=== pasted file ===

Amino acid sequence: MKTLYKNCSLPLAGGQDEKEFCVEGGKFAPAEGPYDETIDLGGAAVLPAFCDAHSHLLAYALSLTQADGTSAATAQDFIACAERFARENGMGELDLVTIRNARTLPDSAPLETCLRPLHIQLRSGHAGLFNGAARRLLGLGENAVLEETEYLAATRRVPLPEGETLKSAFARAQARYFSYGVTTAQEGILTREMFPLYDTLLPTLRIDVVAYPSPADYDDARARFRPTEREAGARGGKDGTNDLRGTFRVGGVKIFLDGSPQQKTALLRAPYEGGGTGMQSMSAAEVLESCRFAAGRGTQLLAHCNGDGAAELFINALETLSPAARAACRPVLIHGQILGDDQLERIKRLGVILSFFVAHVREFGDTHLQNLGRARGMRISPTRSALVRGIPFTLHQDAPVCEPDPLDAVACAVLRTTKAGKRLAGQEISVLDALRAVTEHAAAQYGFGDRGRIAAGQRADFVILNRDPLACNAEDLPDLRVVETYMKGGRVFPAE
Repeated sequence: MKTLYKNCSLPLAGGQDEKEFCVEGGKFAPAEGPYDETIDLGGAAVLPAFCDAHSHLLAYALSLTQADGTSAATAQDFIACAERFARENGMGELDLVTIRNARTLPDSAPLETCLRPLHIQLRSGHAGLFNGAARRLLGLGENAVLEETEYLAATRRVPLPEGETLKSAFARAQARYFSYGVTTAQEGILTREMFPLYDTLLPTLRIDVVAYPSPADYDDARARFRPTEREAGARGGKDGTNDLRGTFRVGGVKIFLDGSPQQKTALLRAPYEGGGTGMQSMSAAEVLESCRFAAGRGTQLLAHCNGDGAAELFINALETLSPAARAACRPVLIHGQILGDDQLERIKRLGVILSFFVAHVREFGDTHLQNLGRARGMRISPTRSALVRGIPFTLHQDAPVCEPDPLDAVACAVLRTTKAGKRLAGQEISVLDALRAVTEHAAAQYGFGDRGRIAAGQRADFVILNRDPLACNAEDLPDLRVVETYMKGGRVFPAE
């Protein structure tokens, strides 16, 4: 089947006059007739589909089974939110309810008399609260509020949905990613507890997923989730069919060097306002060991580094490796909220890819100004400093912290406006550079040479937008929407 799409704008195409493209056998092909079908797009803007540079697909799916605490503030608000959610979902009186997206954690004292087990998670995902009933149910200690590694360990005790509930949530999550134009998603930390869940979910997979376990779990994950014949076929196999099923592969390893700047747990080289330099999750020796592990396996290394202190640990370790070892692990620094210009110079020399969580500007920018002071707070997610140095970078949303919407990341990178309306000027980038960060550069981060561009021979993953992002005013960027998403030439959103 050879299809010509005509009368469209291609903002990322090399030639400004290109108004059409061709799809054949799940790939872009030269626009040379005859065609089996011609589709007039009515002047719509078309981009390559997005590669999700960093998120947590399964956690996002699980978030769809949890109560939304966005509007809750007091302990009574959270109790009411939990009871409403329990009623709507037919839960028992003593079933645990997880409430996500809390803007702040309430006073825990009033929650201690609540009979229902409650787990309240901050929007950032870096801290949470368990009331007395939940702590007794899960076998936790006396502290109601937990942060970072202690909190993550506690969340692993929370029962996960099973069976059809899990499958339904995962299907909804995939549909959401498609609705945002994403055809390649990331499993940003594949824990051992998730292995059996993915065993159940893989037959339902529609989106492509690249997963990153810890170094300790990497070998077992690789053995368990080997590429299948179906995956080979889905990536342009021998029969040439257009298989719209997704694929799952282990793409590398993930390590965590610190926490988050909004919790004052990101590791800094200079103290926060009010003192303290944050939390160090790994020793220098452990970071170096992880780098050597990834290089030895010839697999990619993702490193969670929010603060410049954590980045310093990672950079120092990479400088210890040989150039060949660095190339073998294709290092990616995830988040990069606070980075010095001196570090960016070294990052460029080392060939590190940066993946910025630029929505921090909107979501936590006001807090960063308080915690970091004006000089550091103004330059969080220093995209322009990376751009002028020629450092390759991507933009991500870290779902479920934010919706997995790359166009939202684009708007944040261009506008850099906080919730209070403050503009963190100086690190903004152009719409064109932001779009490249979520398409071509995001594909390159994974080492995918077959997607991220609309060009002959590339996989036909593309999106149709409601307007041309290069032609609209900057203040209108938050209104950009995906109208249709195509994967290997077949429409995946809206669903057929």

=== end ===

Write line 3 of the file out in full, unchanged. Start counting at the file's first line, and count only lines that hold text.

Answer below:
């Protein structure tokens, strides 16, 4: 089947006059007739589909089974939110309810008399609260509020949905990613507890997923989730069919060097306002060991580094490796909220890819100004400093912290406006550079040479937008929407 799409704008195409493209056998092909079908797009803007540079697909799916605490503030608000959610979902009186997206954690004292087990998670995902009933149910200690590694360990005790509930949530999550134009998603930390869940979910997979376990779990994950014949076929196999099923592969390893700047747990080289330099999750020796592990396996290394202190640990370790070892692990620094210009110079020399969580500007920018002071707070997610140095970078949303919407990341990178309306000027980038960060550069981060561009021979993953992002005013960027998403030439959103 050879299809010509005509009368469209291609903002990322090399030639400004290109108004059409061709799809054949799940790939872009030269626009040379005859065609089996011609589709007039009515002047719509078309981009390559997005590669999700960093998120947590399964956690996002699980978030769809949890109560939304966005509007809750007091302990009574959270109790009411939990009871409403329990009623709507037919839960028992003593079933645990997880409430996500809390803007702040309430006073825990009033929650201690609540009979229902409650787990309240901050929007950032870096801290949470368990009331007395939940702590007794899960076998936790006396502290109601937990942060970072202690909190993550506690969340692993929370029962996960099973069976059809899990499958339904995962299907909804995939549909959401498609609705945002994403055809390649990331499993940003594949824990051992998730292995059996993915065993159940893989037959339902529609989106492509690249997963990153810890170094300790990497070998077992690789053995368990080997590429299948179906995956080979889905990536342009021998029969040439257009298989719209997704694929799952282990793409590398993930390590965590610190926490988050909004919790004052990101590791800094200079103290926060009010003192303290944050939390160090790994020793220098452990970071170096992880780098050597990834290089030895010839697999990619993702490193969670929010603060410049954590980045310093990672950079120092990479400088210890040989150039060949660095190339073998294709290092990616995830988040990069606070980075010095001196570090960016070294990052460029080392060939590190940066993946910025630029929505921090909107979501936590006001807090960063308080915690970091004006000089550091103004330059969080220093995209322009990376751009002028020629450092390759991507933009991500870290779902479920934010919706997995790359166009939202684009708007944040261009506008850099906080919730209070403050503009963190100086690190903004152009719409064109932001779009490249979520398409071509995001594909390159994974080492995918077959997607991220609309060009002959590339996989036909593309999106149709409601307007041309290069032609609209900057203040209108938050209104950009995906109208249709195509994967290997077949429409995946809206669903057929």